Commonly Encountered Asbestos Containing Material (ACM)
Although not all hard plaster contains asbestos, many samples taken during our inspections contain a low percentage of asbestos. Hard plaster typically crumbles to a coarse, sandy powder. Wood slats can be found behind the plaster. Most likely, several coats of plaster were applied over the years in homes that contain it, so all layers will need to be examined. Asbestos in plaster is especially of concern due to its friable (easily crumbled) nature. Any disturbance of asbestos containing plaster can release asbestos fibers into the air.
Troweled on textures and popcorn ceilings should not be disturbed unless they have been sampled by a licensed asbestos inspector. Removing these textures may seem like a simple do-it-yourself project, but if they contain asbestos it could be a costly mistake. Once an asbestos fiber is airborne, it can float around for up to two weeks. Even if it they settle in the dust, asbestos fibers can easily become airborne with the slightest air movement or disturbance. Imagine the difficulty of removing millions of microscopic fibers from your home!
Asbestos pipe wrap, duct wrap, and duct, tape are the most concerning ACM to have in your home. They contain about 40% asbestos, and can very easily release fibers if damaged. Raw edges, such as the ones seen in the photo to the left, will release fibers with every air movement and vibration. Properly encapsulating or hiring a licensed asbestos abatement contractor to remove the wrap are the two most effective ways of approaching this material in your home.
Ceiling Tiles, like hard plaster, do not always contain asbestos. Unfortunately, their unfinished edges and tendency to crumble with small amounts of pressure make them very likely to release asbestos, if they contain it. Due to damage over the years, certain ceiling tiles are likely to have been replaced with a different batch, so sampling each type of ceiling tile in a home or building can rule out the likelihood of asbestos exposure from this material.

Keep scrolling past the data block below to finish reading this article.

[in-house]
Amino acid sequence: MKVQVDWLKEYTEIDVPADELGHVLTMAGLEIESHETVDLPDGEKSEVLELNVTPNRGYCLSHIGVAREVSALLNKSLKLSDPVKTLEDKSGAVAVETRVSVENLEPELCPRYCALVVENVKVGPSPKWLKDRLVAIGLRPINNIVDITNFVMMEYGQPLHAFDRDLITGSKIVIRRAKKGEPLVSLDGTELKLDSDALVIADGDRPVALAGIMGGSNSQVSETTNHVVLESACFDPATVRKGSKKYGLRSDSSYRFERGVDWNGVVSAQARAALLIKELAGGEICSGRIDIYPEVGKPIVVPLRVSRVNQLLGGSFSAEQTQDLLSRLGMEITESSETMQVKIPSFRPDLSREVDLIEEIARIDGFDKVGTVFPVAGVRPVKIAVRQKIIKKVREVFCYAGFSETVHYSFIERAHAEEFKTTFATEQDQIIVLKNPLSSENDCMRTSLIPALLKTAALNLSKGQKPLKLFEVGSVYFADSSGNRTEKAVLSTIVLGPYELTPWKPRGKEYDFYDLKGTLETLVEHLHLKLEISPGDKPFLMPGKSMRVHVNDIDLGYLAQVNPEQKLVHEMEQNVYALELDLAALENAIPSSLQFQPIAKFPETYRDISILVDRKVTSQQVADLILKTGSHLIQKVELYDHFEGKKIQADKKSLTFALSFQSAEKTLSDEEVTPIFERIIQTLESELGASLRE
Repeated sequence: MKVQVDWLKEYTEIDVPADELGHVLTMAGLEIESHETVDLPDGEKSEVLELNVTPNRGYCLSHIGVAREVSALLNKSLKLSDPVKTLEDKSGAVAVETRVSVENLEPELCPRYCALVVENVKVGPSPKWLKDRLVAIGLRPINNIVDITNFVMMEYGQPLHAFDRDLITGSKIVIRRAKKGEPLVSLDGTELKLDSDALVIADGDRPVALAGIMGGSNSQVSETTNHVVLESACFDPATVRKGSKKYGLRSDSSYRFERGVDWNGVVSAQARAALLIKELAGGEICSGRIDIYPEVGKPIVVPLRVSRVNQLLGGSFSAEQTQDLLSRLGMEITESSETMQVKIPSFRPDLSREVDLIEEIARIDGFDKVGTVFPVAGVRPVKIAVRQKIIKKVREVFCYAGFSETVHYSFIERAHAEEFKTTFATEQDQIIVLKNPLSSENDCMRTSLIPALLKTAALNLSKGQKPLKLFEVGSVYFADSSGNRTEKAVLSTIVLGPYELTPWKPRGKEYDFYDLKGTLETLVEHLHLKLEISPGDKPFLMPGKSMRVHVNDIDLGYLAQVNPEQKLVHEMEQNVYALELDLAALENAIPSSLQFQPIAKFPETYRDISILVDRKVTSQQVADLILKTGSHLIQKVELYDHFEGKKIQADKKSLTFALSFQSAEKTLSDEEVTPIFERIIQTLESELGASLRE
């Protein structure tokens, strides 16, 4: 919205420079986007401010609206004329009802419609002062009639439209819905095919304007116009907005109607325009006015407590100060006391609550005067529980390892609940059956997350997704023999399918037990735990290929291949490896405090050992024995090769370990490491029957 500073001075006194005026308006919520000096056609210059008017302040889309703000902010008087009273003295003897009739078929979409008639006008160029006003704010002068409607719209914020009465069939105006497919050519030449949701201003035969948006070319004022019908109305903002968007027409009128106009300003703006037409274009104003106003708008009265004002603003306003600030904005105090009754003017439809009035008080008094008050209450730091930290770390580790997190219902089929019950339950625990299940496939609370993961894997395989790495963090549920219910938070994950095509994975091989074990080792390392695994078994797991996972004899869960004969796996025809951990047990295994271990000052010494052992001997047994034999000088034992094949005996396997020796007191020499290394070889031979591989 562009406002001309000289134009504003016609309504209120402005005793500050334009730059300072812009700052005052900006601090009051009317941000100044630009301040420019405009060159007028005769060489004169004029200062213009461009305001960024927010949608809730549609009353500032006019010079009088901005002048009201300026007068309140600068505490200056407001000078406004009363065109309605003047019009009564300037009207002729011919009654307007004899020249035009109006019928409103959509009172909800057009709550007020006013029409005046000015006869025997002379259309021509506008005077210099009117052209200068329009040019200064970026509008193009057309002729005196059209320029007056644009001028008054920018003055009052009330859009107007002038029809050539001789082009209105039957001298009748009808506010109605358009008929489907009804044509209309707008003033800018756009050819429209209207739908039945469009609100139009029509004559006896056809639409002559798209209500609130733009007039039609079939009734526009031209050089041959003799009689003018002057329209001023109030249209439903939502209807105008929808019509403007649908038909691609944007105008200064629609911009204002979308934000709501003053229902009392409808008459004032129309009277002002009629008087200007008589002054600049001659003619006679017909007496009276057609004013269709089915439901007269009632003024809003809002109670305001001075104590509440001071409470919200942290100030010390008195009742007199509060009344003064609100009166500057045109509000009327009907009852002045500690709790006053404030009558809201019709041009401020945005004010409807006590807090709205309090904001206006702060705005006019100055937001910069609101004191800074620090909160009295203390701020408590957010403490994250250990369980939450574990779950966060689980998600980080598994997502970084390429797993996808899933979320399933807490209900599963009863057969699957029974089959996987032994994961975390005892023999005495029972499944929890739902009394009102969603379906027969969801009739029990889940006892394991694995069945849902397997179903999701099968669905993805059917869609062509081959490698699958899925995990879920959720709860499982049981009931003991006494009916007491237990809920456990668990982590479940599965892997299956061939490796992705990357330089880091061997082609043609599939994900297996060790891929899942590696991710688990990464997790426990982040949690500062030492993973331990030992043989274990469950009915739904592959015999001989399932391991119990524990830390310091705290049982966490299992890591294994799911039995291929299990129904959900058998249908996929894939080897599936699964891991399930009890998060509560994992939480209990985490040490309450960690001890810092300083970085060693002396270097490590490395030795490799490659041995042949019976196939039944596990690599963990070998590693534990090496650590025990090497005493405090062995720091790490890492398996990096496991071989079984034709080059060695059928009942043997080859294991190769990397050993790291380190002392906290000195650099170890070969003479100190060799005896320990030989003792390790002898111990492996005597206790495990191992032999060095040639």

Duct wrap is very commonly found in older homes. If it becomes damaged, or has any raw edges, it could be releasing asbestos fibers into your home. To make matters worse, the fibers will likely find their way into your duct work through tiny gaps and circulate throughout your home. DO NOT attempt to remove this material yourself. Any disturbance can cause the ACM to release fibers.
Asbestos duct tape is nothing like the strong metallic duct tape that we use today. It is very brittle and will tear easily . Once again, if your home or another space you occupy contains this Asbestos Containing Material (ACM) do not disturb it, and contact a licensed asbestos professional to help you explore your options for safe removal or encapsulation.
Sheet Vinyl Flooring
It is typically the mastic (glue) backing that contains asbestos, although it is possible for the flooring itself to be ACM. It is highly unlikely that everyday use will cause your vinyl flooring to release asbestos fibers into the air. However, if you are renovating be especially cautious not to sand, scrape, or otherwise reduce to dust the flooring or the glue backing as this will definitely release fibers of asbestos.
Asbestos floor tile was used because the addition of the deadly fibers makes flooring very strong and resistant damage. As with sheet vinyl flooring, the mastic almost always contains asbestos, but the added asbestos in the tiles themselves adds another risk. Typically, asbestos floor tile will be 9 inches by 9 inches square. If you have damaged floor tile and you aren't sure if it is ACM, we recommend contacting a licensed asbestos professional to determine the extent of damage and if any risk is present.
Concrete board (Transite) is most commonly seen as a siding material. It can be used in sheets or shingles. Although concrete board is very stiff and hard, when it is broken the raw edges can release asbestos fibers.